P.S. surprisingly enough this book is found in the young adult section of most book stores; this I feel is a inappropriate classification. This novel really is an adult book and should be placed as such.
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39 of 42 people found the following review helpful By Dave and Joe TOP 100 REVIEWER on Nov. 3 2007
Format: Paperback
I am 54 years old by my figuring I haven't been a teen for 35 years. Ouch. I picked this book up and almost didn't buy it because of it's designation that it was for young readers. But something about it interested me and it ended up in my shopping cart. An incredible read from start to finish. I like historical fiction, I like having other times and other places illuminated for me - put into a context that I can understand. This book does that for me, it allows me to hold souls in my hands. I never felt manipulated by the author, never felt that cheap tricks were used, instead I had the sense of having my hand taken by a gentle guide who walked me down Himmel Street during the time of war.
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15 of 16 people found the following review helpful By Snowbrocade on June 28 2006
Format: Hardcover
This is the poignant tale of four years in the life of Liesel, a 10-year-old when she arrives to live with a foster family in Germany during WWII. Liesel's story is told from the viewpoint of Death who complains of overwork during this time period. Liesel is fortunate to experience love intensely in many different forms--from a young boy her own age, her foster father and mother, and from a young Jewish man hidden in her family's basement.

Liesel also discovers the power of words both to cause harm, as in third Reich propaganda, and to heal, as when she reads to heal the pain of her brother dying in her arms.

This a very appealing and human story. Well written and humorous, this author manages to portray the horror and tragedy of war and Holocaust and at the same time show the beauty of humanity. Well worth reading.
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6 of 6 people found the following review helpful By Toni Osborne TOP 100 REVIEWER on Sept. 6 2008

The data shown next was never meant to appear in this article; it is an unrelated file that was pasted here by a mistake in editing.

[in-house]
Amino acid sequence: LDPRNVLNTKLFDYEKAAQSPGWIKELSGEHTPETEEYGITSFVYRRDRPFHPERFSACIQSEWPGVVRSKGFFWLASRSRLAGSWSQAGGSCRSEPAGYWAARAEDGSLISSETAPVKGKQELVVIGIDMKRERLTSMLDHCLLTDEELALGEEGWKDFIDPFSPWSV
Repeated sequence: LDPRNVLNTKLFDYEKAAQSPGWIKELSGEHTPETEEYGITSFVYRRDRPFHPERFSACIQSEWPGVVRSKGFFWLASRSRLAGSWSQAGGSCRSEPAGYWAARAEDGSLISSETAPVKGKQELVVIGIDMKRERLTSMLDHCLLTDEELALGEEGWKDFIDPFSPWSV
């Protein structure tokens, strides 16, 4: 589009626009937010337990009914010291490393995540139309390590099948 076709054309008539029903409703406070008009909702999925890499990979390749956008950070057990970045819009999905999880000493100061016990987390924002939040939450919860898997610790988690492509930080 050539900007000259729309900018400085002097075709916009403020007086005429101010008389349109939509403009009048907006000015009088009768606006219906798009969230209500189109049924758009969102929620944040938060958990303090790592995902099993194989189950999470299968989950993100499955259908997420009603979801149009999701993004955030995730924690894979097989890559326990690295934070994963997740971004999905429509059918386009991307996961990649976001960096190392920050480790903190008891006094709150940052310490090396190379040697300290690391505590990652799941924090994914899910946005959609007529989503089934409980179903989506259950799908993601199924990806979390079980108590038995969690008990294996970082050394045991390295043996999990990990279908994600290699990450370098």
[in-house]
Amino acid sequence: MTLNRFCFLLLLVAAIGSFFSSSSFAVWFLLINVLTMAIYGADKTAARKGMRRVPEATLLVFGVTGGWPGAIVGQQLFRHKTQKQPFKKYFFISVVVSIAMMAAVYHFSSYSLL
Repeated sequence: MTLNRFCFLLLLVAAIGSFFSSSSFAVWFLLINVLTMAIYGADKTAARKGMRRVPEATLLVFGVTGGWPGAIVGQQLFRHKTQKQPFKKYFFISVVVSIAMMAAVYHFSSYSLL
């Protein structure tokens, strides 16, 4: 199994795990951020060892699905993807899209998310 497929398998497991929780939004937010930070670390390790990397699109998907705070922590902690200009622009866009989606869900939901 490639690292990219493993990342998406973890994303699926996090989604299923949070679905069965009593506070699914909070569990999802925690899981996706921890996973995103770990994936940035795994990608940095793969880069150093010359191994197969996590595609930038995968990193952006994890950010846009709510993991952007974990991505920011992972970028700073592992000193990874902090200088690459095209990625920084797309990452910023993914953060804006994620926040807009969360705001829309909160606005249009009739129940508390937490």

Format: Paperback
Molching Germany 1939, Liesel Meminger is taken in by a foster family Hans and Rosa Huberman when her mother is forced to abandon her. She arrives with very little possessions; one of them is a book she had stolen from her brother's burial place "The Digger's Handbook".

Hans, a kind man, spends his nights keeping Leisel's nightmares at bay by teaching her to read. She falls in love with words and reading becomes an obsession, books are a luxury for a poor family. During this time, Hitler gains more power and decides that he would rule the world with words, Germany becomes a dangerous place and the people live in constant fear. During a book burning session Liesel rescues a smouldering book from the pile and later on becomes a full-fledge book thief when she steals a book from the library of the mayor.

This is a gripping story told from DEATH'S POINT OF VIEW, a very unique method of storytelling. A book about many things: a girl, some words, an accordionist, some fanatical Germans, Jewish misery and a lot of thievery. I have to share with those saying that the brilliance of this book is not in the plot but in the narrative. Death is personified and narrates the story in a tone mixed with sadness and cynicism involving Nazis and Jews. The tale is surprisingly gentle while effectively portraying the atrocities and the horrors of World War11.

Regrettably some adults may miss the experience of this book, as it is marketed for young adults and teenagers. Some passages are profound and the subtle nuances could be missed by younger teens. It is a fantastic read with an emotional impact.